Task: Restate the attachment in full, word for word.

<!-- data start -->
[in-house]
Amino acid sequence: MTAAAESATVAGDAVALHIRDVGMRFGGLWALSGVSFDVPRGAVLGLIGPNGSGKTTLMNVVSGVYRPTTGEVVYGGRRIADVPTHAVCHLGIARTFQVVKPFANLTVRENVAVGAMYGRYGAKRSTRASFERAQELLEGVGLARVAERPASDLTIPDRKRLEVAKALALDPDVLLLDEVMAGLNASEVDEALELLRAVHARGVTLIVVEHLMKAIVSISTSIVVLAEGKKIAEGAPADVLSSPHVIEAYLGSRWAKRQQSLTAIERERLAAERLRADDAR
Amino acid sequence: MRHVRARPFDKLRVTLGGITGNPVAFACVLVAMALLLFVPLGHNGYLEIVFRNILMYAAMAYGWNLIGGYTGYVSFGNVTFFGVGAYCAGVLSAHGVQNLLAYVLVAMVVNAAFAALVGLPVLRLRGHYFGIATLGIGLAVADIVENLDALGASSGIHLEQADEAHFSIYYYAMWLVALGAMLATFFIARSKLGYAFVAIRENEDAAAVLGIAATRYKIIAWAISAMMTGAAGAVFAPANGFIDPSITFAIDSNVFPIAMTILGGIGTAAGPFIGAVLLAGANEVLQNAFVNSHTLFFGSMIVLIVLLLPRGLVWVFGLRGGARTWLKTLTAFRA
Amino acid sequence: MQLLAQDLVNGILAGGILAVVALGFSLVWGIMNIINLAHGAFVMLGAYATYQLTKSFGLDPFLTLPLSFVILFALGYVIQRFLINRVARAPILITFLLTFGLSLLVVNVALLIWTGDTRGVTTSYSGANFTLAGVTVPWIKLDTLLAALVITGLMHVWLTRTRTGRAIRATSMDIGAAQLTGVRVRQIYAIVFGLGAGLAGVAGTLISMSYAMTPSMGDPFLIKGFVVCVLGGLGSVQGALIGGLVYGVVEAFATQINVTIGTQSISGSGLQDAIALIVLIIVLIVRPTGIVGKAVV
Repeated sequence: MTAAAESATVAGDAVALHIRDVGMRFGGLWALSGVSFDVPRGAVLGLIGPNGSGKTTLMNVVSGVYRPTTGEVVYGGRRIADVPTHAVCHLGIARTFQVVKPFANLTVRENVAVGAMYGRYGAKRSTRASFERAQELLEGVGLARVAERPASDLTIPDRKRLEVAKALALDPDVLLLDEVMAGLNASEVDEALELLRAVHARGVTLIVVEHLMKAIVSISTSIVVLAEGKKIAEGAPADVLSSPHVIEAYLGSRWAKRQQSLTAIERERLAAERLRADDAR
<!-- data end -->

[in-house]
Amino acid sequence: MTAAAESATVAGDAVALHIRDVGMRFGGLWALSGVSFDVPRGAVLGLIGPNGSGKTTLMNVVSGVYRPTTGEVVYGGRRIADVPTHAVCHLGIARTFQVVKPFANLTVRENVAVGAMYGRYGAKRSTRASFERAQELLEGVGLARVAERPASDLTIPDRKRLEVAKALALDPDVLLLDEVMAGLNASEVDEALELLRAVHARGVTLIVVEHLMKAIVSISTSIVVLAEGKKIAEGAPADVLSSPHVIEAYLGSRWAKRQQSLTAIERERLAAERLRADDAR
Amino acid sequence: MRHVRARPFDKLRVTLGGITGNPVAFACVLVAMALLLFVPLGHNGYLEIVFRNILMYAAMAYGWNLIGGYTGYVSFGNVTFFGVGAYCAGVLSAHGVQNLLAYVLVAMVVNAAFAALVGLPVLRLRGHYFGIATLGIGLAVADIVENLDALGASSGIHLEQADEAHFSIYYYAMWLVALGAMLATFFIARSKLGYAFVAIRENEDAAAVLGIAATRYKIIAWAISAMMTGAAGAVFAPANGFIDPSITFAIDSNVFPIAMTILGGIGTAAGPFIGAVLLAGANEVLQNAFVNSHTLFFGSMIVLIVLLLPRGLVWVFGLRGGARTWLKTLTAFRA
Amino acid sequence: MQLLAQDLVNGILAGGILAVVALGFSLVWGIMNIINLAHGAFVMLGAYATYQLTKSFGLDPFLTLPLSFVILFALGYVIQRFLINRVARAPILITFLLTFGLSLLVVNVALLIWTGDTRGVTTSYSGANFTLAGVTVPWIKLDTLLAALVITGLMHVWLTRTRTGRAIRATSMDIGAAQLTGVRVRQIYAIVFGLGAGLAGVAGTLISMSYAMTPSMGDPFLIKGFVVCVLGGLGSVQGALIGGLVYGVVEAFATQINVTIGTQSISGSGLQDAIALIVLIIVLIVRPTGIVGKAVV
Repeated sequence: MTAAAESATVAGDAVALHIRDVGMRFGGLWALSGVSFDVPRGAVLGLIGPNGSGKTTLMNVVSGVYRPTTGEVVYGGRRIADVPTHAVCHLGIARTFQVVKPFANLTVRENVAVGAMYGRYGAKRSTRASFERAQELLEGVGLARVAERPASDLTIPDRKRLEVAKALALDPDVLLLDEVMAGLNASEVDEALELLRAVHARGVTLIVVEHLMKAIVSISTSIVVLAEGKKIAEGAPADVLSSPHVIEAYLGSRWAKRQQSLTAIERERLAAERLRADDAR